According to Ed Engoran, a simple foolproof ganache is all you need to make professional quality chocolate desserts. I was given Choclatique for my birthday in 2014 and it has been pushed to the bottom of the pile each time I receive a new book to review.
Chapters are divided into:
- all about chocolate
- the Choclatique method
- the five basic ganaches
- chocolates out of the box!
- let them eat chocolate cake and cupcakes
- smooth and creamy chocolate cheesecakes
- chocolate cookies, brownies, and bars – oh my
- chocolate pies and tarts
- chocolate puddings, custard, mousses, and trifles
- chocolate drinks
- chocolate ice creams
- chocolate candies
- morning chocolate
The five different ganaches
- velvety smooth milk chocolate ganache (p26)
- dark chocolate ganache (p28)
- snowy white chocolate ganache (p29)
- old-fashioned hot fudge ganache (p30)
- spiced Azteca dark chocolate ganache (p33)
The best part of these building blocks is that they can be made in advance and kept in the fridge. The key is to follow the basics and use the best you can afford, making sure it’s chocolate couverture.
Recipes that caught my eye:
- chocolate marshmallows (p47)
- Sour cream chocolate cake (p53)
- Old-fashioned six-layer Devil’s food cake (p55)
- Caramel cheesecake brûlée (p94)
- Chocolate Madeleines (p111)
- Chocolate spritz cookies (p114)
- Grandma Gray’s chocolate cookies (p115)
- Chocolate chunkaholic cookies (p118)
- Chocolate, chocolate pecan pie (p132)
- Bittersweet chocolate tart (p139)
- Salted caramel chocolate tart (p148)
- Dark chocolate French crème caramel (p156)
- White chocolate and strawberry creamy custard (p158)
- White-on-black chocolate crème brûlée (p164)
- White chocolate brioche pudding (p170)
- Spiced Brazilian chocolate on the “rocks” (p182)
- Chocolate ganache marshmallow milkshake (p184)
- White chocolate ganache ice cream (p200)
- Chocolate-almond butter toffee crunch (p211)
- 3-D chocolate-filled pancakes (p216)
- Chocolate-filled chocolate beignets (p220)
- Chocolate piecrust (p230)
What I made:
Even though this recipe book is always in my kitchen I have only made marshmallows and one of the ganaches. The recipes are easy to follow and the results have been good.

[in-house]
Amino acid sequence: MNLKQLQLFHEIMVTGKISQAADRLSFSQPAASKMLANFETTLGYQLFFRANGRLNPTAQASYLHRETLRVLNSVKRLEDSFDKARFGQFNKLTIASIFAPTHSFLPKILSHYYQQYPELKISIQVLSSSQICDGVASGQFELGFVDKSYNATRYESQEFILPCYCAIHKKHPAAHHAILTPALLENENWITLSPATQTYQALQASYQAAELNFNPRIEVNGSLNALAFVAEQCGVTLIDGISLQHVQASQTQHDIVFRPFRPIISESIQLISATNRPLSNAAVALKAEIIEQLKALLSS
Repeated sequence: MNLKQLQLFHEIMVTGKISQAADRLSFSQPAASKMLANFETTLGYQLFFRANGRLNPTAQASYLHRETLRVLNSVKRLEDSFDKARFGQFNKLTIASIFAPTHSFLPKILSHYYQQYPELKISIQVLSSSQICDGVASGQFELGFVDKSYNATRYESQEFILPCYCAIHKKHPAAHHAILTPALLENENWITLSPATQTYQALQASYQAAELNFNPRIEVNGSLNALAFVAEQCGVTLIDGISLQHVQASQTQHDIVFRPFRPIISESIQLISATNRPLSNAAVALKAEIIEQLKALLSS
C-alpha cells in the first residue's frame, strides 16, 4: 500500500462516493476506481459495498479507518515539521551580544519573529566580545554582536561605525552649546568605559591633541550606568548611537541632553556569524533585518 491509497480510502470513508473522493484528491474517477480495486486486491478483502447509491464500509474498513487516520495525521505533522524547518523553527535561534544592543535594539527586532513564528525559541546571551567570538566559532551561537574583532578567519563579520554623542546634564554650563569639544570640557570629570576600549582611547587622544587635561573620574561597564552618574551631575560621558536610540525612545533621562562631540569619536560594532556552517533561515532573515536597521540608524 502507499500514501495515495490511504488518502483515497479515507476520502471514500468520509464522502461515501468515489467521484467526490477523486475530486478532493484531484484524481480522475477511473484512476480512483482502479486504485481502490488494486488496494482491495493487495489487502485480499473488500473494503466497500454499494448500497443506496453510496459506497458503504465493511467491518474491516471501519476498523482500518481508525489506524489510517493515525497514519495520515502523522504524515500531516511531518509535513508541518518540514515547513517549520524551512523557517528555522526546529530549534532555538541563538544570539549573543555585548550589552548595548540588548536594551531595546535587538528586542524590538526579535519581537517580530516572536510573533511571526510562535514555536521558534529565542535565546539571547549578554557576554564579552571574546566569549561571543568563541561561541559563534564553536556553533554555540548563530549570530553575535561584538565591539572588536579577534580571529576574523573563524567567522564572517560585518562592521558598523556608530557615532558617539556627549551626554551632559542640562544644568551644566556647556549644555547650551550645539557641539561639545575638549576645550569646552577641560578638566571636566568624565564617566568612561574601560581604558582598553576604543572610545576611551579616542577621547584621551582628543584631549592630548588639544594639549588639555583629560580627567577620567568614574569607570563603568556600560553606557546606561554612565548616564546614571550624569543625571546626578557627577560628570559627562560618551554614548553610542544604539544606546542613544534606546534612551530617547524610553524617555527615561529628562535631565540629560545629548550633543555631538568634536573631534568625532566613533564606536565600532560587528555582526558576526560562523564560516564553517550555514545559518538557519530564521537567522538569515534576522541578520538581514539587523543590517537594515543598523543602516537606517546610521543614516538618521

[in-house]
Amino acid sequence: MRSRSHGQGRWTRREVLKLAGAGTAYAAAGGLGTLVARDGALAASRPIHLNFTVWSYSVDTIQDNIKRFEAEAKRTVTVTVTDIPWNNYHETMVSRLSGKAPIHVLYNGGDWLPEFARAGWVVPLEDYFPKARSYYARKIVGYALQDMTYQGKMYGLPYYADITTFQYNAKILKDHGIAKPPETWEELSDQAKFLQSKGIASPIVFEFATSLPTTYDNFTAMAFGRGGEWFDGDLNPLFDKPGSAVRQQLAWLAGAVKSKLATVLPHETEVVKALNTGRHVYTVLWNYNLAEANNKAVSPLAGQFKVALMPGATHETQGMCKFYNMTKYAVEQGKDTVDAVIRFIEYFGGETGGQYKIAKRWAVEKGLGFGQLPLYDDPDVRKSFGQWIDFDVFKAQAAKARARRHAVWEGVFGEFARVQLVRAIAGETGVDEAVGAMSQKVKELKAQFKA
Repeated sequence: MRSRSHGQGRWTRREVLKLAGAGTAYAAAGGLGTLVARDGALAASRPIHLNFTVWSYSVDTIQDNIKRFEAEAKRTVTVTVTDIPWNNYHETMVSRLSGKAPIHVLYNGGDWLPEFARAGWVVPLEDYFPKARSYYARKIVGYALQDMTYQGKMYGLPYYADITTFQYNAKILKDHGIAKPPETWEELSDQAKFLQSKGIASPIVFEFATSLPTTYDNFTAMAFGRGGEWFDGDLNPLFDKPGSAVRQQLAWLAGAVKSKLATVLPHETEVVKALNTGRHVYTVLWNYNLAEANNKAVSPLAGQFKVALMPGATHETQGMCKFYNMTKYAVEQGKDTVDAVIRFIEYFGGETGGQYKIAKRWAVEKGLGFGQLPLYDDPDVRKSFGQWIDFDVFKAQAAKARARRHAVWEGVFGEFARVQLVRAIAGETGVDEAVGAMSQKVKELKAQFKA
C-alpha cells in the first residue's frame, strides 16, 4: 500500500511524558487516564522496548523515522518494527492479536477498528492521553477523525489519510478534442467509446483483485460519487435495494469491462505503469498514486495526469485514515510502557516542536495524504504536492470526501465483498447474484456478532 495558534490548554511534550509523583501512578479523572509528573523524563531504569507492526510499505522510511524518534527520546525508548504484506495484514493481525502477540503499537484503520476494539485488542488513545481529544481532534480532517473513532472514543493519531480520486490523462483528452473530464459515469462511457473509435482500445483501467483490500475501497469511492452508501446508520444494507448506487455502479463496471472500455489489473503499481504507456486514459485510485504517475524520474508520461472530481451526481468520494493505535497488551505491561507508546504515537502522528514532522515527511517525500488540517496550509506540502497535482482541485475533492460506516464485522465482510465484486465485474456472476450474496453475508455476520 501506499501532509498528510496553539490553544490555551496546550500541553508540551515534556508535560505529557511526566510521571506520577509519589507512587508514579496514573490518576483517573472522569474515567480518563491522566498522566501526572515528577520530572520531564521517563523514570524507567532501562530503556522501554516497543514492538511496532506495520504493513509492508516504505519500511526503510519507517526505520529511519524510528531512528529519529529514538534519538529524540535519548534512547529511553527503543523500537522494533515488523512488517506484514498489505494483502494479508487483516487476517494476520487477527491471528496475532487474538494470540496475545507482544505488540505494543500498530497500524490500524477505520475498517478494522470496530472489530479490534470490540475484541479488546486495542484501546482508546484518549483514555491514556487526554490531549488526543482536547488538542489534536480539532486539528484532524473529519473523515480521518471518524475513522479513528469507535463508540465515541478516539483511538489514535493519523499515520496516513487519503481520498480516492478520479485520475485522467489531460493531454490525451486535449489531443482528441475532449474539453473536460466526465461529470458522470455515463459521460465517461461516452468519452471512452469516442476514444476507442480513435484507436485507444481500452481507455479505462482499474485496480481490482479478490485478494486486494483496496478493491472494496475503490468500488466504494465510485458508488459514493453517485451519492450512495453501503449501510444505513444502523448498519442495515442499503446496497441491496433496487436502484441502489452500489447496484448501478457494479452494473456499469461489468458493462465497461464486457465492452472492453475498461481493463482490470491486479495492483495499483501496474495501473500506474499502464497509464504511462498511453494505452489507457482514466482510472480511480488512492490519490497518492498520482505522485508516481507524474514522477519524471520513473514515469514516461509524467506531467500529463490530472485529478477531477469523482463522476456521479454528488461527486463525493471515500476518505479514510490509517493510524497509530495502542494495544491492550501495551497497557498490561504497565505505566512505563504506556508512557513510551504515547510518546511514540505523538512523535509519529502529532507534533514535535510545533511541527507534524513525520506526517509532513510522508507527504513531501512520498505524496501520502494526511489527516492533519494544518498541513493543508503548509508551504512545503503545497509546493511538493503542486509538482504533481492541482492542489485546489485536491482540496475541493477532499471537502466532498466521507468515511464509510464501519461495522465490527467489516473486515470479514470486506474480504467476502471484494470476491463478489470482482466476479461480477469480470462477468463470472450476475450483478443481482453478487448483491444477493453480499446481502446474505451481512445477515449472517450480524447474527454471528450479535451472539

Some interesting facts:
- Chocolate should be stored in its original wrapping in a cool, dry, airy place between 16°and 21°Celsius
- Keep separate from anything that gives off aromas as chocolate will absorb them
- Chocolate can be stored up to a year and it’s worth noting that the bloom that might form is harmless and will disappear once the chocolate has been melted. Use for baking if you don’t feel like tempering it to restore the sheen.
- Dutch pressed cocoa powder is alkalized which controls the flavour and colour. Make note of the following substitutions
- If a recipe calls for 3 tablespoons of Dutch pressed cocoa powder you can use natural cocoa powder with the addition of 0.625mls bicarbonate of soda.
- If a recipe calls for 3 tablespoons of natural cocoa powder you can use Dutch pressed plus 0.625mls cream of tartar.
- The Swiss method of melting chocolate is done in the microwave using 50% power and stirring every 10 seconds until it reaches 46º Celsius. Once melted leave to cool to 31º Celsius before using
- When adding warmed chocolate to other ingredients try and ensure that they are the same temperature.
Not every recipe has a photograph which makes it difficult to know what exactly had been made. They list whether they are gluten free, vegan and/or dairy free. Also listed is the special toolbox of equipment needed for the recipe and some include interesting factoids. The book ends with the timeline of chocolate innovation and a chocolate glossary. A worthwhile buy if you are a chocoholic.
Published by Running Press Book Publishers in 2011
Dave and I leave for overseas tomorrow. We will be back at work on the 2nd of May. I will start replying to comments then. I won’t be able to read any blogs while we are away so please forgive my lack of visiting back. You can follow our trip by taking a look at our holiday blog.